APR 25, 2019 01:30 PM PDT

In Vivo Models for Infectious Disease Research Through the Years

C.E. CREDITS: P.A.C.E. CE | Florida CE
Speakers
  • Senior Associate Scientist, Behavioral Pharmacology and Surgery, Biogen
    Biography
      Matt entered the research field over 24 years ago as a lab animal technician at the TSI/Mason contract research facility. Since then, he has worked at contract facilities such as TSI and OREAD Biosafety as well as in industry at Pharmacia, Pfizer, Sanofi-Aventis, and Biogen. During that period he has performed a variety of surgical procedures including device implantation, transplants, orthopedic defect, ocular and vascular implants, cardiac surgery, and brain and spinal procedures. His experience ranges from mice and rats to non-human primates and livestock. In addition, he holds four patents for novel surgical devices and implants and has been training technicians, scientists, veterinarians, and physicians in surgical techniques and procedures for over 18 years. Outside of the surgical realm, he has been a study director, sonographer, Safety Pharmacology scientist, and manager. Currently Matt supervises a team of associates at Biogen who conduct surgical and non-surgical studies. Matt was also on the board of directors for the Academy of Surgical Research for over ten years, serving as their program chair for three of them as well as educational chair for two. Currently he is the program chairman for the New England branch of AALAS.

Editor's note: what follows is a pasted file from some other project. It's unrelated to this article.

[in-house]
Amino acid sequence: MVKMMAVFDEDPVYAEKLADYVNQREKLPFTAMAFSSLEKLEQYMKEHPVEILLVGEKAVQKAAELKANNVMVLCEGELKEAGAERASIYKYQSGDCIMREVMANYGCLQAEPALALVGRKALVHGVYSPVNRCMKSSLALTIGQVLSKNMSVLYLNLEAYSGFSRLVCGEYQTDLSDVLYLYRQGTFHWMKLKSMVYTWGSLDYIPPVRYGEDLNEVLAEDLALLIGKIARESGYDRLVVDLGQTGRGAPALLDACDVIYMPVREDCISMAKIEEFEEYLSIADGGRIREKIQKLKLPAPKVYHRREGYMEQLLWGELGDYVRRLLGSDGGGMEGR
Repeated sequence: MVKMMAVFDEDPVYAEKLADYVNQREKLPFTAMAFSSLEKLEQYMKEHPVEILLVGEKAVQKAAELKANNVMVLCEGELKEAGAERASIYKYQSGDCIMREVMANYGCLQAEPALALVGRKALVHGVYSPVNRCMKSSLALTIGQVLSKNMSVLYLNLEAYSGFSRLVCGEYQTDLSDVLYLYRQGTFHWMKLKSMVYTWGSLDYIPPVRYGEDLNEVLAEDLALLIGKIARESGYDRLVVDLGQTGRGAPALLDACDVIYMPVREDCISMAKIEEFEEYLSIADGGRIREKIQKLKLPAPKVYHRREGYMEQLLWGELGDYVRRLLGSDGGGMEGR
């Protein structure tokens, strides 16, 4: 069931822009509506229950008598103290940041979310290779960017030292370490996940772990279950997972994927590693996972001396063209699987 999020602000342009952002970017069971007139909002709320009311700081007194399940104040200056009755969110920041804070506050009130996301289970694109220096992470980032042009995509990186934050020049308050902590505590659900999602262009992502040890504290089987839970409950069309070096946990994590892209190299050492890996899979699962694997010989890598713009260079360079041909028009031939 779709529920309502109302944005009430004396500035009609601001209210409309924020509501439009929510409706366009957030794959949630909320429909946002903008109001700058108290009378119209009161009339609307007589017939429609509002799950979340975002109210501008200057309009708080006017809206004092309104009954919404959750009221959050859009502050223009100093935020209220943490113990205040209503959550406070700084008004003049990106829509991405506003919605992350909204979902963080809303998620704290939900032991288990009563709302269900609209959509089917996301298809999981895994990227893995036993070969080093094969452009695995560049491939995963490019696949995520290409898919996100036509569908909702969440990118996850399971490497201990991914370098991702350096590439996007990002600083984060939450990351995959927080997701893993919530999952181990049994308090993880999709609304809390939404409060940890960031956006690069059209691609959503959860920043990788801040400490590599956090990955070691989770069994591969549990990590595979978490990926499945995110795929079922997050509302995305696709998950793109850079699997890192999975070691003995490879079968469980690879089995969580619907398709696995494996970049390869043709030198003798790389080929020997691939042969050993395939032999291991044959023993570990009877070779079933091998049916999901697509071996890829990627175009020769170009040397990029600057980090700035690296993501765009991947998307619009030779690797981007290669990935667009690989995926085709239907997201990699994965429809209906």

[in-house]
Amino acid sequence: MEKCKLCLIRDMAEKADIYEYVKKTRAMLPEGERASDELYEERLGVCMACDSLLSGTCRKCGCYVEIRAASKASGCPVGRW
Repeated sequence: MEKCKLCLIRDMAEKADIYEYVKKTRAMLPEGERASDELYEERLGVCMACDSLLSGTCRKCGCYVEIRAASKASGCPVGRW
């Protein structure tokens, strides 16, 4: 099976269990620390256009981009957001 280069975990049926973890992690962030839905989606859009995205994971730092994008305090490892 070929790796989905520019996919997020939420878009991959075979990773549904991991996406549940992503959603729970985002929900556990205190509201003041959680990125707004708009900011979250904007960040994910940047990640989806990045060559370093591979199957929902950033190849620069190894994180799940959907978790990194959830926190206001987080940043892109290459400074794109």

Abstract:

    Over the past 25 years many advances in techniques have been incorporated into infectious disease research. From genetically modified animals to advances in basic techniques that improve results much has changed. However, many other core principles are just as critical now as they were then and tend to be forgotten in the rush to incorporate new technologies. This presentation will discuss what has changed in the last quarter century for in vivo research including new technologies and techniques as well as point out some critical concepts that deserve to remain in consideration.  

    Learning Objectives: 

    1. Demonstrate the need for a high level of technical skill and understanding to generate high quality data while maintaining the appropriate welfare of our animals
    2. Identify key components for high level study execution


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